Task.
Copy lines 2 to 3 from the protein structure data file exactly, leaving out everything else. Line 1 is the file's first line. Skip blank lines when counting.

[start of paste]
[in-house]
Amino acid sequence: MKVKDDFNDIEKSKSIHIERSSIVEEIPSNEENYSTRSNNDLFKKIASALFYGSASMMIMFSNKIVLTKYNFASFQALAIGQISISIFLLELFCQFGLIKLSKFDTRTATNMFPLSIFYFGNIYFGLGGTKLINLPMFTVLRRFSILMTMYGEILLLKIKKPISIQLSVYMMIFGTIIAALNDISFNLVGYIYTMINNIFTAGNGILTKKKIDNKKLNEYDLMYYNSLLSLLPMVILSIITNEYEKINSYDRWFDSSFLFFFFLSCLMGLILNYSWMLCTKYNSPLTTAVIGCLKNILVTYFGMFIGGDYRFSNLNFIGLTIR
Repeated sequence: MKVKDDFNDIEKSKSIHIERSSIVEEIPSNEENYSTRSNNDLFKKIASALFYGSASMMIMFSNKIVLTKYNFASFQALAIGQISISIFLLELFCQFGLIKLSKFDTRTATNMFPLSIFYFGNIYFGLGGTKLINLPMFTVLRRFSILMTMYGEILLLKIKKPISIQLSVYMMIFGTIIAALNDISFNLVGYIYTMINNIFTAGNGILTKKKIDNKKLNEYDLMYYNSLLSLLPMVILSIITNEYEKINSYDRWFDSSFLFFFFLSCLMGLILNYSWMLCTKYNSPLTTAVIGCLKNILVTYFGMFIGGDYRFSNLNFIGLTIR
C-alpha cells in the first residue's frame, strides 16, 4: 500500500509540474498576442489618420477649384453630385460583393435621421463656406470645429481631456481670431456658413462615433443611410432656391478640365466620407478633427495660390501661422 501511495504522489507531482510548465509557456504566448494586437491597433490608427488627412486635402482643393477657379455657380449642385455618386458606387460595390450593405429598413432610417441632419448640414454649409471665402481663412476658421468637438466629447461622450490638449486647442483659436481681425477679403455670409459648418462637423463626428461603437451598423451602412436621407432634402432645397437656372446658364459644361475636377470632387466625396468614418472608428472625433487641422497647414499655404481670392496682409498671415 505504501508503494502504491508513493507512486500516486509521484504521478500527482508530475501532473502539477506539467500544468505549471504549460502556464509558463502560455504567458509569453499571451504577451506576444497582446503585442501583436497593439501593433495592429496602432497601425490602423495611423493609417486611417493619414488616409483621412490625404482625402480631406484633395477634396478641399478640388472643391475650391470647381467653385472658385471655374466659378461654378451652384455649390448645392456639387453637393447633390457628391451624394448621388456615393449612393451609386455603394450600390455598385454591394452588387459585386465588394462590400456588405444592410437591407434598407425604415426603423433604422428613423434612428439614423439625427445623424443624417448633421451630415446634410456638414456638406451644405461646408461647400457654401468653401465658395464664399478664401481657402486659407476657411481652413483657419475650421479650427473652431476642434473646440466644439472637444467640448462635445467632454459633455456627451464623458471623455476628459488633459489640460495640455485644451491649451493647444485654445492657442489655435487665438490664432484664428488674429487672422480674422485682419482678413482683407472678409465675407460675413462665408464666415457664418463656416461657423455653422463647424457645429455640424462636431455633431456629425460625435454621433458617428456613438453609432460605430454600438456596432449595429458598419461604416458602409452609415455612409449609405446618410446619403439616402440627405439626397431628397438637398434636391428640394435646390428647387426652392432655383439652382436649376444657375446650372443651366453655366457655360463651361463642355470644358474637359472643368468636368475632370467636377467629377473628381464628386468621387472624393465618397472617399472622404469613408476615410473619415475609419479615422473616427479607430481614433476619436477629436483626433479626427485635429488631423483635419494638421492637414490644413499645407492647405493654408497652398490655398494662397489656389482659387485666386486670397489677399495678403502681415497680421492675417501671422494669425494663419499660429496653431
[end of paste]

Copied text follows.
Amino acid sequence: MKVKDDFNDIEKSKSIHIERSSIVEEIPSNEENYSTRSNNDLFKKIASALFYGSASMMIMFSNKIVLTKYNFASFQALAIGQISISIFLLELFCQFGLIKLSKFDTRTATNMFPLSIFYFGNIYFGLGGTKLINLPMFTVLRRFSILMTMYGEILLLKIKKPISIQLSVYMMIFGTIIAALNDISFNLVGYIYTMINNIFTAGNGILTKKKIDNKKLNEYDLMYYNSLLSLLPMVILSIITNEYEKINSYDRWFDSSFLFFFFLSCLMGLILNYSWMLCTKYNSPLTTAVIGCLKNILVTYFGMFIGGDYRFSNLNFIGLTIR
Repeated sequence: MKVKDDFNDIEKSKSIHIERSSIVEEIPSNEENYSTRSNNDLFKKIASALFYGSASMMIMFSNKIVLTKYNFASFQALAIGQISISIFLLELFCQFGLIKLSKFDTRTATNMFPLSIFYFGNIYFGLGGTKLINLPMFTVLRRFSILMTMYGEILLLKIKKPISIQLSVYMMIFGTIIAALNDISFNLVGYIYTMINNIFTAGNGILTKKKIDNKKLNEYDLMYYNSLLSLLPMVILSIITNEYEKINSYDRWFDSSFLFFFFLSCLMGLILNYSWMLCTKYNSPLTTAVIGCLKNILVTYFGMFIGGDYRFSNLNFIGLTIR